Columbus Day should not be national

On Oct. 10, our country celebrated its 74th nationally commemorated Columbus Day. Plenty of people have mixed feelings about the day. Some see it as an American day, because were it not for Columbus, America would not be populated by Europe, and the “White American.” In essence, our country would be a very different place.
Some see it as a day commemorating killing and slavery. Columbus did kill and take slaves after all. In addition, Columbus didn’t even make it to the land now called the United States.
I don’t think the day should be a national event. Abolish it. People celebrated the day for hundreds of years before it became a national affair. It should go back to being that way; celebrated by those who want to do so but not nationally recognized.
Slated for the second Monday of every Oct. it is as much a day for the exploration of Native American and Italian-American culture, as it is an actual commemoration of Oct. 12, 1492, when Italian explorer Christopher Columbus landed his ships, Pinta and Niña and of course, the flagship, Santa María on the shores of the Bahamas.
Having set sail two months before arrival, Columbus’ goal was to loop around the Earth’s round surface and reach the East Indies. In the infinite wisdom of explorer extraordinaire Columbus, he was convinced that he had done just that. It took him three trips across the Atlantic Ocean for him to realize that he was not in Asia, but in a “new” land.
Columbus was not such a heroic figure as the textbooks portray him to be. He took slaves and killed the native populous looking for gold. There are stories of him killing people as he questioned them on the whereabouts of the gold of Asia. I have to think that he did not get very much information out of the people of the Bahamas on Asian gold and that most of these alleged interrogations must have ended quite poorly for the questioned.
I don’t hate America. People who are pro-Columbus Day sometimes argue, “If you are not for Columbus Day, it’s because you are against America!” America is great. I couldn’t write something like this in many other places around the globe. In America, we are free to question our government and openly criticize our leaders and their decisions.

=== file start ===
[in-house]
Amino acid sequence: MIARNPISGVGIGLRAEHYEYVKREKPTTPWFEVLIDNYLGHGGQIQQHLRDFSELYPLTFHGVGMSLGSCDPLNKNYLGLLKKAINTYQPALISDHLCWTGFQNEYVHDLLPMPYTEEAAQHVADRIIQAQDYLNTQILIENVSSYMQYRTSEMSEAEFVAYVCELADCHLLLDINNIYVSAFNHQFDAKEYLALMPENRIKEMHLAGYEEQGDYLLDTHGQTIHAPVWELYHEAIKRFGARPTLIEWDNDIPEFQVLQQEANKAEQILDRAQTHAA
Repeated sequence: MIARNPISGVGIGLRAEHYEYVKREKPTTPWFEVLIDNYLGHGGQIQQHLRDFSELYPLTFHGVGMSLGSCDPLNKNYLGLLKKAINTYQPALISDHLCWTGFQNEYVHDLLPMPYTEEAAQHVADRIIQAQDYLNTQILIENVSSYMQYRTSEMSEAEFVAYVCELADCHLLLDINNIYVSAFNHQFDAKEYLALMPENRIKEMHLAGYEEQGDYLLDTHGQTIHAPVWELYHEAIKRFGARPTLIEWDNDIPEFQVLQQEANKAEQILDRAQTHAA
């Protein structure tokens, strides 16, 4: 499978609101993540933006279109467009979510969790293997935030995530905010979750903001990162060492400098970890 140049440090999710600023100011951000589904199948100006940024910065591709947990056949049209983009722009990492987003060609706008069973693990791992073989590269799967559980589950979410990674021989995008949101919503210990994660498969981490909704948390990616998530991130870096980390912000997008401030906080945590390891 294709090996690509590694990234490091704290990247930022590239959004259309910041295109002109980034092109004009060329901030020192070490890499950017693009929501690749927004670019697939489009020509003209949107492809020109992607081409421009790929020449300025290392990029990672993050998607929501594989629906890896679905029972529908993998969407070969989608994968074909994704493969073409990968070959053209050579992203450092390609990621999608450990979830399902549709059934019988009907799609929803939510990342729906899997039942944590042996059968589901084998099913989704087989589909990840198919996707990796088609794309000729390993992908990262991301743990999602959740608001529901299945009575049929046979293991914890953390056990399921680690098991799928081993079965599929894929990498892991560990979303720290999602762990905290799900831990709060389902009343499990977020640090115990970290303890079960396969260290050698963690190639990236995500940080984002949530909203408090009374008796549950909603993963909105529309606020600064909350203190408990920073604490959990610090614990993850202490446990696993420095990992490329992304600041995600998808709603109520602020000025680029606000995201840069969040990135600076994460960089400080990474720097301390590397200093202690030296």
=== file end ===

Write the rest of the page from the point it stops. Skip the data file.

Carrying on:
If someone wants to celebrate Columbus Day because they feel it is a meaningful day for our country, then great! Go ahead and do so. However, when our country has a day that divides us into Columbus supporters and Columbus haters, perhaps it is not for the best.
The day is seen by some as a horrible thing to commemorate. They see it as a commemoration of genocide. I do not think of Columbus Day as something that extreme, but if some people do, our country should respect that.
Does it really have to be treated as a national holiday? Some schools and businesses even close for it as they do on other national holidays.
This is not like saying, “Because some people do not believe in Christianity, our country should not close for Christmas.”  Christmas is not a national holiday. Most schools are closed for it, but they close for “winter break” or “the holiday season”. Is this implying Christmas? Of course it is. However, closing school for “the holiday season” does not offend people who do not celebrate Christmas as much as closing school for “Columbus Day” offends those who view Columbus as a villain. Perhaps Columbus Day would be better received were it not recognized nationally.
Some have taken the day in a new direction. Many schools hold culture fairs about Native American culture and about Italian American culture. This takes the day away from being about Columbus, and instead, about learning more of each other’s cultures.
This is fine, but if we are trying to make our country’s melting pot of cultures coexist, wouldn’t it make sense to first ditch the things that are separating us? Nix Columbus Day and the second Monday of Oct. will stop splitting the people of America apart with controversy.
Of course, were it not for Columbus, I would not have written this. MCTC would not exist, you would not be reading this now, and our country would be an entirely different place. For better or for worse, he did change our country. But, he also was profit-crazed. He took slaves and killed people looking for gold. He was not a hero. He changed life as we know it, but his legacy should not be commemorated by our country.